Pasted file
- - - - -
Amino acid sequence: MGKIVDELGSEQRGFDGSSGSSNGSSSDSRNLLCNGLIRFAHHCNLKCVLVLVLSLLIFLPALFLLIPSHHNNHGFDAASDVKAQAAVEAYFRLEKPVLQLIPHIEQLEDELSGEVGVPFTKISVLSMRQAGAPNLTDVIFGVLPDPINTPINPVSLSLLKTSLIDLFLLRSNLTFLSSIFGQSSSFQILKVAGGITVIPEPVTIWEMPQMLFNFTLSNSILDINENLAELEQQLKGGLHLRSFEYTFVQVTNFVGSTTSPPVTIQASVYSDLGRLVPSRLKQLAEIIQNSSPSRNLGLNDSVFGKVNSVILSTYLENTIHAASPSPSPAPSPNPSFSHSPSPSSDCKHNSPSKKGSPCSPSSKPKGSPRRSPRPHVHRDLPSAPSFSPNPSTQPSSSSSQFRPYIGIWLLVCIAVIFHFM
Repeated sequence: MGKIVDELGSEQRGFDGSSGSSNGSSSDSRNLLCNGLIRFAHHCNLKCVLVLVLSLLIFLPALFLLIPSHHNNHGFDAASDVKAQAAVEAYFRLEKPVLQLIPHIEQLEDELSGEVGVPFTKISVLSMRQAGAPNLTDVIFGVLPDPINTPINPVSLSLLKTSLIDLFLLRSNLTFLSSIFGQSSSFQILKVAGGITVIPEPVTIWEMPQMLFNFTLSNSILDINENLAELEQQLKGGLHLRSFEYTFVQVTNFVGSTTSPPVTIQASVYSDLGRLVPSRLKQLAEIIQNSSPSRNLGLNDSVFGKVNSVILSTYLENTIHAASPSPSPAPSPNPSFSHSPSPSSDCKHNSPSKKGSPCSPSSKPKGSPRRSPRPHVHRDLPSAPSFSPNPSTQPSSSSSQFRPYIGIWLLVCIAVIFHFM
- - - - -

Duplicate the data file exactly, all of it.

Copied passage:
Amino acid sequence: MGKIVDELGSEQRGFDGSSGSSNGSSSDSRNLLCNGLIRFAHHCNLKCVLVLVLSLLIFLPALFLLIPSHHNNHGFDAASDVKAQAAVEAYFRLEKPVLQLIPHIEQLEDELSGEVGVPFTKISVLSMRQAGAPNLTDVIFGVLPDPINTPINPVSLSLLKTSLIDLFLLRSNLTFLSSIFGQSSSFQILKVAGGITVIPEPVTIWEMPQMLFNFTLSNSILDINENLAELEQQLKGGLHLRSFEYTFVQVTNFVGSTTSPPVTIQASVYSDLGRLVPSRLKQLAEIIQNSSPSRNLGLNDSVFGKVNSVILSTYLENTIHAASPSPSPAPSPNPSFSHSPSPSSDCKHNSPSKKGSPCSPSSKPKGSPRRSPRPHVHRDLPSAPSFSPNPSTQPSSSSSQFRPYIGIWLLVCIAVIFHFM
Repeated sequence: MGKIVDELGSEQRGFDGSSGSSNGSSSDSRNLLCNGLIRFAHHCNLKCVLVLVLSLLIFLPALFLLIPSHHNNHGFDAASDVKAQAAVEAYFRLEKPVLQLIPHIEQLEDELSGEVGVPFTKISVLSMRQAGAPNLTDVIFGVLPDPINTPINPVSLSLLKTSLIDLFLLRSNLTFLSSIFGQSSSFQILKVAGGITVIPEPVTIWEMPQMLFNFTLSNSILDINENLAELEQQLKGGLHLRSFEYTFVQVTNFVGSTTSPPVTIQASVYSDLGRLVPSRLKQLAEIIQNSSPSRNLGLNDSVFGKVNSVILSTYLENTIHAASPSPSPAPSPNPSFSHSPSPSSDCKHNSPSKKGSPCSPSSKPKGSPRRSPRPHVHRDLPSAPSFSPNPSTQPSSSSSQFRPYIGIWLLVCIAVIFHFM